Italy Photo of the Day


I enjoy watching local Italians at work, and this Vietri ceramic artisan pauses just long enough for me to meet her. I am mesmerized as I watch  Anna Rita hand paint  a ceramic plate with precision.

Do you enjoy meeting local artisans in Italy? I’d love to hear about your experiences. Please leave a comment.

Grazie and Ciao

You read more about Anna Rita in my latest book about Italy, My Amalfi Coast Love Affair, available in paperback and digital formats. Soon to be an audiobook.


6 Responses

  1. Bonnie Davis

    The article and the confirmation of those commenting on their like experiences are a pleasure to read. Here things are so fast and furious we seldom get to see the care and pride of craftsmen. So glad that it is not an entirely lost art.

    • margieinitaly

      You are so right, Bonnie. This is exactly why I treasure the personal experiences I’ve had with Italians. Each has a story to tell if you’re willing to listen. A true gift!

  2. Albert Annunziata

    About 10 years ago we visited my father’s hometown of Sarno, Provincia Salerno. My father’s youngest brother, Bruno (Zio Bruno) gave me a gate or cancello key to duplicate at a local locksmith in town. The shop was no more that 8-feet wide and maybe 10-12 feet deep, set in from the street. It reminded me of the remnants of ancient market min-shops that one sees in Pompei. There was one solitary, elderly man whom I gave the key to. In my halting mish-mosh of Italian and Neapolitan, I indicate that it was for my Zio Bruno who needed a copy made. Slowly, deliberately, almost reverentially, he handled the key as if it were a relic, examining it closely then “matching” it to a large basketball-sized hoop of master keys. He then disappeared into a tiny side room where I heard some hammering, grinding. After 10 minutes he came out with the copy, examining it again and polishing any remaining rough edges with a fine steel brush. It was wonderful to watch! The care and attention that man gave my uncle’s key left an indelible impression on me as to pride in one’s work and the skill gained from years of experience. How could I not admire that?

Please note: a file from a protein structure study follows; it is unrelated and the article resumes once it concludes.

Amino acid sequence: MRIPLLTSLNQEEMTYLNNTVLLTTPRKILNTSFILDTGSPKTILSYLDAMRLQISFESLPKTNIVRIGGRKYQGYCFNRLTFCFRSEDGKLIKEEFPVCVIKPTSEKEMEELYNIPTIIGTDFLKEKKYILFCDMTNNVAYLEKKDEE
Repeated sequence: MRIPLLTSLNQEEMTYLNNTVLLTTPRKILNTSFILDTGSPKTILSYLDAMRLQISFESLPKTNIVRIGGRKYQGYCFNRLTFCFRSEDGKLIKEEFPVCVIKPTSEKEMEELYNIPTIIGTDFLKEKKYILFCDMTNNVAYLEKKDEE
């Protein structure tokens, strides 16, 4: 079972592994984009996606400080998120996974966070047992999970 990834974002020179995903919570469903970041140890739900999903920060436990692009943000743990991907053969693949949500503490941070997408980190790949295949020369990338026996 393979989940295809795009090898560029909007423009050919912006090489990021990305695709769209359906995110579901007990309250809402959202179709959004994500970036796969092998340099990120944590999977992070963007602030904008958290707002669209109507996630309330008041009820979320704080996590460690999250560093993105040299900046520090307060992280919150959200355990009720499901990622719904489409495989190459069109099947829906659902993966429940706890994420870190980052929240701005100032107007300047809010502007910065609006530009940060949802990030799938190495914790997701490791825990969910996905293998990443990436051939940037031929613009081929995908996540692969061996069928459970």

• margieinitaly

      This is such a heartwarming story, Alberto. Thank you for sharing with such detail. Once again it proves how these Italians take so much pride in their craft. I love this because it seems to be woefully missing in cultures like here in the US

  3. Matthew Alessandro De Bellis

    Yes Margie, stopping and chatting with Italian artisans was a favorite pastime when I lived in Rome. I used to pass by and chat with a sculptor in via Sant’Agata in Rome, in the Rione Monti neighborhood. He was from Sardegna and worked large stones into pure, polished beauty. His name was Francesco, but I called him “Maestro.”

    • margieinitaly

      Thanks so much for this story, Matthew. Francesco sounds like a true artisan. I’m always touched by how much pride each of them feels in what they do. Such a wonderful experience!

I'm always interested in your thoughts, so please leave a comment.